New Water Use Study Looks at Climate Impacts

New Water Use Study Looks at Climate Impacts

For the first time, the Great Lakes Compact Council and Regional Body’s Cumulative Impact Assessment of regional water use includes climate models and projected trends. This new assessment, released on June 15 examines the impact of human water uses for the Great Lakes St. Lawrence River Basin and each lake watershed. Dr. Drew Gronewold, associate professor at the University of Michigan and the principal investigator of the assessment said, “Our findings suggest that over the next several decades, we may see greater fluctuation levels in the Great Lakes-St. Lawrence, but the overall water level is projected to remain on par with historical averages. We do find that both precipitation and evaporation are likely to increase over the coming decades, leading to a wetter and hotter climate in the region.”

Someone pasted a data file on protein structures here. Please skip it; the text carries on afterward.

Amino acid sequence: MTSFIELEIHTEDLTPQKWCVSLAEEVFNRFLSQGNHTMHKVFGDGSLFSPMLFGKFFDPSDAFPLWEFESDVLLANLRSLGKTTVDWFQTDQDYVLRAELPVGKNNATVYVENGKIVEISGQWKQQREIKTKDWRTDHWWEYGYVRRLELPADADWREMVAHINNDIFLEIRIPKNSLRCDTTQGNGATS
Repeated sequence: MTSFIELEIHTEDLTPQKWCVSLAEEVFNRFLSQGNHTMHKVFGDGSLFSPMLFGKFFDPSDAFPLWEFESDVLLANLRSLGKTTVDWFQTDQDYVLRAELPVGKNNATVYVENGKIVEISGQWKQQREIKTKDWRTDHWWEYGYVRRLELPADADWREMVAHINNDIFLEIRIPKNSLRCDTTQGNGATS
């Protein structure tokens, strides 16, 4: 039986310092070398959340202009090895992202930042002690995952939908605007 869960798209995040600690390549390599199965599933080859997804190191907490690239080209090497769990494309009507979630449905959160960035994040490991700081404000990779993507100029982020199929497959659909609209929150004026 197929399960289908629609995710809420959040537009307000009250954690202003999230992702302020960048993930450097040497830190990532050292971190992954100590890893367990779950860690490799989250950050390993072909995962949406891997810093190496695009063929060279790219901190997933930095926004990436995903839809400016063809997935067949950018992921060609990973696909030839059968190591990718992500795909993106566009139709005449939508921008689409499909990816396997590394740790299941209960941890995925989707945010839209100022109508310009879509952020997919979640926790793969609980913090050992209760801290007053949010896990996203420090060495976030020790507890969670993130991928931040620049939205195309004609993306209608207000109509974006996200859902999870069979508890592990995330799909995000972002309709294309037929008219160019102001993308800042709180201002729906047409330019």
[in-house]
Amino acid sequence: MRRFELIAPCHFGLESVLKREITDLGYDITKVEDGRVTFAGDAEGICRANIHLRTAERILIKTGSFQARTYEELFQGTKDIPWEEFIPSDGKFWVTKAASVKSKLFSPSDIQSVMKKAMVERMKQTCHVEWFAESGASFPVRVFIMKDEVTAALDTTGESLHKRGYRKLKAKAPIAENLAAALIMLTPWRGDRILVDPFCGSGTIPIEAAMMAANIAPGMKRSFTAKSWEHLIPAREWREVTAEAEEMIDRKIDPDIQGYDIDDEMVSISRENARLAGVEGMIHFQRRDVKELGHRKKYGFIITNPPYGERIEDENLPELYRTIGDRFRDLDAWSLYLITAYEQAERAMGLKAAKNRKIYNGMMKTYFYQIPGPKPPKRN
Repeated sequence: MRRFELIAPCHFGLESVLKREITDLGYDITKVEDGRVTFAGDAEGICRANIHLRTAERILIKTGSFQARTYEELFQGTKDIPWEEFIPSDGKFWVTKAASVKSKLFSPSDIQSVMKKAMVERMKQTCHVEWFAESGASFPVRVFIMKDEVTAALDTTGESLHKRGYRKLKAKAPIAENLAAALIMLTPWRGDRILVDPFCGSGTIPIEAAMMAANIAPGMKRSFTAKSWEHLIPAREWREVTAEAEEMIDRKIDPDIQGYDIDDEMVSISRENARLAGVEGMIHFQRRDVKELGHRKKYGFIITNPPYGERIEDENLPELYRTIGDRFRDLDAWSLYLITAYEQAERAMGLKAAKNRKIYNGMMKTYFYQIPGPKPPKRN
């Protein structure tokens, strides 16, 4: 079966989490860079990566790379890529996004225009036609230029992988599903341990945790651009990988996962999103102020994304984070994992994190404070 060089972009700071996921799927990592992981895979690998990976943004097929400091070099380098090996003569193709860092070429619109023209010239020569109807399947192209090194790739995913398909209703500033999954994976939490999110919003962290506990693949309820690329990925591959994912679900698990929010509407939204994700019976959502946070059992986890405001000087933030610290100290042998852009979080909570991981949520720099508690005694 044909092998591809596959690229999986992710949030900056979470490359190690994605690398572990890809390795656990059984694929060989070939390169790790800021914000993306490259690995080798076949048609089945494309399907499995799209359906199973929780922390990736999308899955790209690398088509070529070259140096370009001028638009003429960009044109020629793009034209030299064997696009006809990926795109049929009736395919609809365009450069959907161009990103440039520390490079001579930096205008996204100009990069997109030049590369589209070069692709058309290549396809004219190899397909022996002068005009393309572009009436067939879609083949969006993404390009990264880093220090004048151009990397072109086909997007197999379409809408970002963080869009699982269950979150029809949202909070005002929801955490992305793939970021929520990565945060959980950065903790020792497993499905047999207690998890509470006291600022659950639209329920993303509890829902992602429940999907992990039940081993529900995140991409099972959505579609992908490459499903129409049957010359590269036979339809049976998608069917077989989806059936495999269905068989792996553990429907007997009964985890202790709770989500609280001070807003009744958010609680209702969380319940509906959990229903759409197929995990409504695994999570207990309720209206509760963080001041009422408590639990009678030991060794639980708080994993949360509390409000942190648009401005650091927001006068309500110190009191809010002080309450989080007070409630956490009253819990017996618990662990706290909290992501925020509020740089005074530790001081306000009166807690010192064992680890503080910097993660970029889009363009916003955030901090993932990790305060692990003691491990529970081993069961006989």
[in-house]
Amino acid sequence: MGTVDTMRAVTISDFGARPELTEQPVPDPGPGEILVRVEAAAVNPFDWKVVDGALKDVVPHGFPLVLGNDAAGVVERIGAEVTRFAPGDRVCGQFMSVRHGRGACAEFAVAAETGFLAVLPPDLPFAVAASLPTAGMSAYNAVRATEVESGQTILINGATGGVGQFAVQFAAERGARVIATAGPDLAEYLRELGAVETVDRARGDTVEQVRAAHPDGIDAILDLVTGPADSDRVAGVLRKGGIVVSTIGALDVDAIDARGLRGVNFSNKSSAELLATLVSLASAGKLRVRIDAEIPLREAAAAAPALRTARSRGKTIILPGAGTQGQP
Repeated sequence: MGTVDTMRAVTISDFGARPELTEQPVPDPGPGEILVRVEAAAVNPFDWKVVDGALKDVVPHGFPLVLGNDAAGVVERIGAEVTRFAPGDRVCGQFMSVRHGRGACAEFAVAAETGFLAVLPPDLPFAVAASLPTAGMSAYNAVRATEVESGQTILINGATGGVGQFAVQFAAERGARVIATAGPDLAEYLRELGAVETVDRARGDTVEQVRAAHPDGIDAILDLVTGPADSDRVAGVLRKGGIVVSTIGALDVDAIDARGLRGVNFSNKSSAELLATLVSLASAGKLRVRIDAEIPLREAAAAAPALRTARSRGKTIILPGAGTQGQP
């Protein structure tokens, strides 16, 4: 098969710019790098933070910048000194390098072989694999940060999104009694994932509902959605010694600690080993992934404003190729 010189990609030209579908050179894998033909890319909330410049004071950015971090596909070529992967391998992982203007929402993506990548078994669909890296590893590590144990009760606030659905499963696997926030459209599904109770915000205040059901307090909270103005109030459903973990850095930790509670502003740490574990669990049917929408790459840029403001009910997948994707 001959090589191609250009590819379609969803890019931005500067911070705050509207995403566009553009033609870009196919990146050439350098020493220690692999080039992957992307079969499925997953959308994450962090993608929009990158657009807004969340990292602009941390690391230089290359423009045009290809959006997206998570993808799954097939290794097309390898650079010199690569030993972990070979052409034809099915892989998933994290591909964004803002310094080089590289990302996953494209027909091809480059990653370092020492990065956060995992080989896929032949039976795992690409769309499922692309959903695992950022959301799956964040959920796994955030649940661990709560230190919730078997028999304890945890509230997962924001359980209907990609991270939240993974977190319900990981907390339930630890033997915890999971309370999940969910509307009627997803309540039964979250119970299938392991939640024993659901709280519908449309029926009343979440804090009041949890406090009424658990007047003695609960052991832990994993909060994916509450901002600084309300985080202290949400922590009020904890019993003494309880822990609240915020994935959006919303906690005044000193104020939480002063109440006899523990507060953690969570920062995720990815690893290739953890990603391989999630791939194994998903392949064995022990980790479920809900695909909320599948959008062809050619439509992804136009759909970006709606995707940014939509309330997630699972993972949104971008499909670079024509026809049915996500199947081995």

Separately, the Regional Body/Compact Council Science Team met on June 13-14 in Milwaukee to hear presentations on issues of scientific interest and share updates on program activities within each of the States and Provinces.  Speakers included:

  • Kurt McCoy, Chief--Water Budget Branch, US Geological Survey
  • Esteban Chiriboga--Environmental Specialist, Great Lakes Indian Fish & Wildlife Commission
  • Matthew Child--Physical Scientist, International Joint Commission

Recordings of these presentations and other meeting materials are available on the Regional Body and Compact Council websites.

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